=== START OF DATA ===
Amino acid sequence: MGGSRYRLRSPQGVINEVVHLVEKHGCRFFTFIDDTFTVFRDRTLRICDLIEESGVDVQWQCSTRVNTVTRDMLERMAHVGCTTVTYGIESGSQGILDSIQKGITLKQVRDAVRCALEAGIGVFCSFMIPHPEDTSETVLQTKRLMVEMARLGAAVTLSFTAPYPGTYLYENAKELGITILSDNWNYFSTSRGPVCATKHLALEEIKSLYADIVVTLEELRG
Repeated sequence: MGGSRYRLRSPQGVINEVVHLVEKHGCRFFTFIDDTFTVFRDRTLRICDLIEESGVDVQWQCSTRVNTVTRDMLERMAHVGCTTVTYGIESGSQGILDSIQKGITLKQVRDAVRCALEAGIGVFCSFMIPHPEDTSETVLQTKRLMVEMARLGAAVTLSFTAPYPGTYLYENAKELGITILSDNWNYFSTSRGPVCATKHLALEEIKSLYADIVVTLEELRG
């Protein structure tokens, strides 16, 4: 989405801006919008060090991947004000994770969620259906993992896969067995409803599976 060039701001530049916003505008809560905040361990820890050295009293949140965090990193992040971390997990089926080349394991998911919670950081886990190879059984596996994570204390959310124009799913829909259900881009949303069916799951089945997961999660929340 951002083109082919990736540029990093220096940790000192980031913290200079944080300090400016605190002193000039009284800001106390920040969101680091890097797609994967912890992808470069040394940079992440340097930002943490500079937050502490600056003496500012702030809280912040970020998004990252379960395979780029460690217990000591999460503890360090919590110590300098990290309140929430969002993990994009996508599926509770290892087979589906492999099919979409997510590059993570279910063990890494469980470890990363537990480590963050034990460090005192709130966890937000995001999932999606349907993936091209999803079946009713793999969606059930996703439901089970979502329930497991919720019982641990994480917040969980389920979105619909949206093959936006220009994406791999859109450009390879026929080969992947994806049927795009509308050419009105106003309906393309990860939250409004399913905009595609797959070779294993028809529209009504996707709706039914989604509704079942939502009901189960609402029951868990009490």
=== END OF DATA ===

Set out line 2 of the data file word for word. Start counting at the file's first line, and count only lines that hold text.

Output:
Repeated sequence: MGGSRYRLRSPQGVINEVVHLVEKHGCRFFTFIDDTFTVFRDRTLRICDLIEESGVDVQWQCSTRVNTVTRDMLERMAHVGCTTVTYGIESGSQGILDSIQKGITLKQVRDAVRCALEAGIGVFCSFMIPHPEDTSETVLQTKRLMVEMARLGAAVTLSFTAPYPGTYLYENAKELGITILSDNWNYFSTSRGPVCATKHLALEEIKSLYADIVVTLEELRG